More than 150 years ago, a lone British regiment, the 93rd Regiment (Sutherland Highlanders), was all that stood between the unprepared British camp in the Crimea and charging Russian cavalry. Formed by their commander into two lines, the British infantry faced down many times their number, saving the day. William Russell, the London Times correspondent on the scene, described the Highlander’s stand as the “thin red streak tipped with a line of steel.” This phrase was readily simplified into the expression “a thin red line” denoting outnumbered defenders holding the line against a superior adversary. From Omdurman and Rorke’s Drift to Dunkirk, Tobruk and the Falklands, the thin red line has brought honor to the British Army, served Great Britain well and helped to preserve the Free World.
The thin red line may now be fit only for history books and the occasional movie title. Recent budget cuts have forced reductions to all parts of the British military, but particularly to the Army. The most recent round of cuts saw 17 major Army units eliminated. The British Army of the near-future will be significantly smaller than the U.S. Marine Corps.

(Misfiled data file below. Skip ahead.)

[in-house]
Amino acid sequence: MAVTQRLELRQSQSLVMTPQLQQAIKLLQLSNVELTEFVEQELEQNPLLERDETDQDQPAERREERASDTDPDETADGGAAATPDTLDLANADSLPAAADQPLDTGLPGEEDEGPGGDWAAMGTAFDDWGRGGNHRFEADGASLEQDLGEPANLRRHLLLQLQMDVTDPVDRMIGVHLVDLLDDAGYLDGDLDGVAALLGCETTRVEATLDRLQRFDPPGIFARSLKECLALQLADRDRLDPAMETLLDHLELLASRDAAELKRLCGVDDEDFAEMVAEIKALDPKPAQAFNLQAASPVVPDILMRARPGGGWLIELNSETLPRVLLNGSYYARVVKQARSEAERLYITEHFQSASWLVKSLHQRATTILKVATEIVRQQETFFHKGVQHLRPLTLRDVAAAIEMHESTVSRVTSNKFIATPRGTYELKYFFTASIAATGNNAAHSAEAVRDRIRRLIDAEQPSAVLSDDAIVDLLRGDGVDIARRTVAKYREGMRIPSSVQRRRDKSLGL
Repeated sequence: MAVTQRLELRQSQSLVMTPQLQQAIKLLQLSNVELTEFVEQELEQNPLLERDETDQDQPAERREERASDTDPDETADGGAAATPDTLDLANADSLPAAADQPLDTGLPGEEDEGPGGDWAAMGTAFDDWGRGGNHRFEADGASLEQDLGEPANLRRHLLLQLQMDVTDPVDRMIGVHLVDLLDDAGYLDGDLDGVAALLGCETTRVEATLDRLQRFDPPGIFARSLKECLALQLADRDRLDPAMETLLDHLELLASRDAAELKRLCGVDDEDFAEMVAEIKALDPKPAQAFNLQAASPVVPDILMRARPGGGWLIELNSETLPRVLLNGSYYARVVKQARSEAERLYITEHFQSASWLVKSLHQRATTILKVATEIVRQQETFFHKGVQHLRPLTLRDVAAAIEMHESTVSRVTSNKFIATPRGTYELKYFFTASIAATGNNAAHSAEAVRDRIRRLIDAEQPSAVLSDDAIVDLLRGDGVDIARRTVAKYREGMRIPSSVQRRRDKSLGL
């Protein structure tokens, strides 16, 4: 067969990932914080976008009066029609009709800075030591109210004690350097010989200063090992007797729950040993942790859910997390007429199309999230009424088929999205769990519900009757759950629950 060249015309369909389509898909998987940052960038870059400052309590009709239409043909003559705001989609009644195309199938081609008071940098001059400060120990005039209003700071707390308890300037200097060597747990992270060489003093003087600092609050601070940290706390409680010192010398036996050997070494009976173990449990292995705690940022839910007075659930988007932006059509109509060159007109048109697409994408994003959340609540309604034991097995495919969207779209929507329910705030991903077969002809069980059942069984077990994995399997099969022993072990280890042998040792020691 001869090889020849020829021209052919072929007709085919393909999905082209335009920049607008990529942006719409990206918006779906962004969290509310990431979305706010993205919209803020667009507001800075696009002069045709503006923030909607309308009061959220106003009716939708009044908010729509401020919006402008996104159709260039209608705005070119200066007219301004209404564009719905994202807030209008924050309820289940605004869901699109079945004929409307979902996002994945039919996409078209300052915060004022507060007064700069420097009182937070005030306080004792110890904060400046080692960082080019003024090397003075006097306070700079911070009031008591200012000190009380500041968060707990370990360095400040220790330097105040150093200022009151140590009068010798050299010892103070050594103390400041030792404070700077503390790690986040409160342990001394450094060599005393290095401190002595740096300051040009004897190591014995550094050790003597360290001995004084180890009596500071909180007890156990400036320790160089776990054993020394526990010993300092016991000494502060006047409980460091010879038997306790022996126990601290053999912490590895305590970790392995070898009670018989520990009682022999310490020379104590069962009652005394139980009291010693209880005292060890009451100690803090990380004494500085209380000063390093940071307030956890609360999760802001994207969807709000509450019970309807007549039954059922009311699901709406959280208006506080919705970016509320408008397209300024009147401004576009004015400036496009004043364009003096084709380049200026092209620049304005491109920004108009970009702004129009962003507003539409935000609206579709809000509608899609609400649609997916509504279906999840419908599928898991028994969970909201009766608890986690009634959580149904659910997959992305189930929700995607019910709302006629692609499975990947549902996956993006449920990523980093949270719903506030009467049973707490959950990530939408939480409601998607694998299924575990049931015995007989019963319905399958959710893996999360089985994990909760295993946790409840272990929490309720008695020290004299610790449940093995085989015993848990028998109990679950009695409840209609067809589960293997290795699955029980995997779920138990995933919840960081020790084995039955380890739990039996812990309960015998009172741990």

The thin red line has become so threadbare that it will take years for the Army to recover from its latest deployment — to support the London Olympics. The British Army’s chief planner told Reuters that it will take his institution two years to recover from the unplanned deployment to provide additional security for the Olympic Games. The need to shift some 18,000 uniform personnel from their normal duties to the Games so disrupted their planned training and deployment cycles that it has impacted British and NATO’s security. And this is before the Army undergoes planned reductions from 102,000 to 82,000.
The thin red line may need to be relabeled the “canary in the coal mine.” At some point it is impossible for any military establishment to do the same with less. The British military has passed this point. They are the canary in the coal mine for the U.S. military. We cannot continue to reduce defense spending and shrink the size of our military and expect not to face an Olympic moment of our own.
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